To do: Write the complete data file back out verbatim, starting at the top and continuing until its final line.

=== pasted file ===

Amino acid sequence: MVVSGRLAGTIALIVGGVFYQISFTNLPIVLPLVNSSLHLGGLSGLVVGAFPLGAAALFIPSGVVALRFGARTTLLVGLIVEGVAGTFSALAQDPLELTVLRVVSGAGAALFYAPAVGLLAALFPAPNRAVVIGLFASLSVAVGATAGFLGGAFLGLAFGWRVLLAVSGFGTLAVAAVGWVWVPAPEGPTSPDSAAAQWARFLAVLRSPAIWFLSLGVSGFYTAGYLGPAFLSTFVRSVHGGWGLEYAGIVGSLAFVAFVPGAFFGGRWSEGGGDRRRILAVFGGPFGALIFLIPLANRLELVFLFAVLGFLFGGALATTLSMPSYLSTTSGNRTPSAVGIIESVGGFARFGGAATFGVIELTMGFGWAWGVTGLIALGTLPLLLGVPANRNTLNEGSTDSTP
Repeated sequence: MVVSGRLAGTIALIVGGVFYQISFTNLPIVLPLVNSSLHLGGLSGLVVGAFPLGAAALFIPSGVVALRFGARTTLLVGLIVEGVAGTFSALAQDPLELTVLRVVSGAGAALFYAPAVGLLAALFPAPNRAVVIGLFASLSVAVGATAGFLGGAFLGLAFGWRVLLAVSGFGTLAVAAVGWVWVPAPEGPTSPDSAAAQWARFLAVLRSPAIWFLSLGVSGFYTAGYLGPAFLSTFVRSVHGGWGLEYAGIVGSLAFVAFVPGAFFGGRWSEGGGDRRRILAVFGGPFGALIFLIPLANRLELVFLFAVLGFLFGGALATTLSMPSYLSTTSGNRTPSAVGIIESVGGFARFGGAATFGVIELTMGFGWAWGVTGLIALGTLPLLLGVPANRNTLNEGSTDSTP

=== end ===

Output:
Amino acid sequence: MVVSGRLAGTIALIVGGVFYQISFTNLPIVLPLVNSSLHLGGLSGLVVGAFPLGAAALFIPSGVVALRFGARTTLLVGLIVEGVAGTFSALAQDPLELTVLRVVSGAGAALFYAPAVGLLAALFPAPNRAVVIGLFASLSVAVGATAGFLGGAFLGLAFGWRVLLAVSGFGTLAVAAVGWVWVPAPEGPTSPDSAAAQWARFLAVLRSPAIWFLSLGVSGFYTAGYLGPAFLSTFVRSVHGGWGLEYAGIVGSLAFVAFVPGAFFGGRWSEGGGDRRRILAVFGGPFGALIFLIPLANRLELVFLFAVLGFLFGGALATTLSMPSYLSTTSGNRTPSAVGIIESVGGFARFGGAATFGVIELTMGFGWAWGVTGLIALGTLPLLLGVPANRNTLNEGSTDSTP
Repeated sequence: MVVSGRLAGTIALIVGGVFYQISFTNLPIVLPLVNSSLHLGGLSGLVVGAFPLGAAALFIPSGVVALRFGARTTLLVGLIVEGVAGTFSALAQDPLELTVLRVVSGAGAALFYAPAVGLLAALFPAPNRAVVIGLFASLSVAVGATAGFLGGAFLGLAFGWRVLLAVSGFGTLAVAAVGWVWVPAPEGPTSPDSAAAQWARFLAVLRSPAIWFLSLGVSGFYTAGYLGPAFLSTFVRSVHGGWGLEYAGIVGSLAFVAFVPGAFFGGRWSEGGGDRRRILAVFGGPFGALIFLIPLANRLELVFLFAVLGFLFGGALATTLSMPSYLSTTSGNRTPSAVGIIESVGGFARFGGAATFGVIELTMGFGWAWGVTGLIALGTLPLLLGVPANRNTLNEGSTDSTP